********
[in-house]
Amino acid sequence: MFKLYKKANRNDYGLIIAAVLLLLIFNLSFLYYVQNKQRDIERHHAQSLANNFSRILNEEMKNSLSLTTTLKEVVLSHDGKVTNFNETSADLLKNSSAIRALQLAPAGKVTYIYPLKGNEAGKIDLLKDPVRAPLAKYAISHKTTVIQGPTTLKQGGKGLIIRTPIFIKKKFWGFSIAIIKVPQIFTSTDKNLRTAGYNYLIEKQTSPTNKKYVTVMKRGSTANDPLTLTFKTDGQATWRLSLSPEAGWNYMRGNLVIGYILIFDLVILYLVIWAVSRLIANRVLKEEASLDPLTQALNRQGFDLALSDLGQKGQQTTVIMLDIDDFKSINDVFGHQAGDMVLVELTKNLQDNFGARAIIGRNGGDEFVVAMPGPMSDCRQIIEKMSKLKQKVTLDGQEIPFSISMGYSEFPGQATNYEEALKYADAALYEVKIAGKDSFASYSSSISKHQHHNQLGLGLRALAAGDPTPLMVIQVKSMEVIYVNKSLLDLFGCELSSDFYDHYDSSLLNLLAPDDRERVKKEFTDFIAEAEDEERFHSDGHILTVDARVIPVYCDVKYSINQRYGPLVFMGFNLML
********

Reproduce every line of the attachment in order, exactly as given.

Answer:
[in-house]
Amino acid sequence: MFKLYKKANRNDYGLIIAAVLLLLIFNLSFLYYVQNKQRDIERHHAQSLANNFSRILNEEMKNSLSLTTTLKEVVLSHDGKVTNFNETSADLLKNSSAIRALQLAPAGKVTYIYPLKGNEAGKIDLLKDPVRAPLAKYAISHKTTVIQGPTTLKQGGKGLIIRTPIFIKKKFWGFSIAIIKVPQIFTSTDKNLRTAGYNYLIEKQTSPTNKKYVTVMKRGSTANDPLTLTFKTDGQATWRLSLSPEAGWNYMRGNLVIGYILIFDLVILYLVIWAVSRLIANRVLKEEASLDPLTQALNRQGFDLALSDLGQKGQQTTVIMLDIDDFKSINDVFGHQAGDMVLVELTKNLQDNFGARAIIGRNGGDEFVVAMPGPMSDCRQIIEKMSKLKQKVTLDGQEIPFSISMGYSEFPGQATNYEEALKYADAALYEVKIAGKDSFASYSSSISKHQHHNQLGLGLRALAAGDPTPLMVIQVKSMEVIYVNKSLLDLFGCELSSDFYDHYDSSLLNLLAPDDRERVKKEFTDFIAEAEDEERFHSDGHILTVDARVIPVYCDVKYSINQRYGPLVFMGFNLML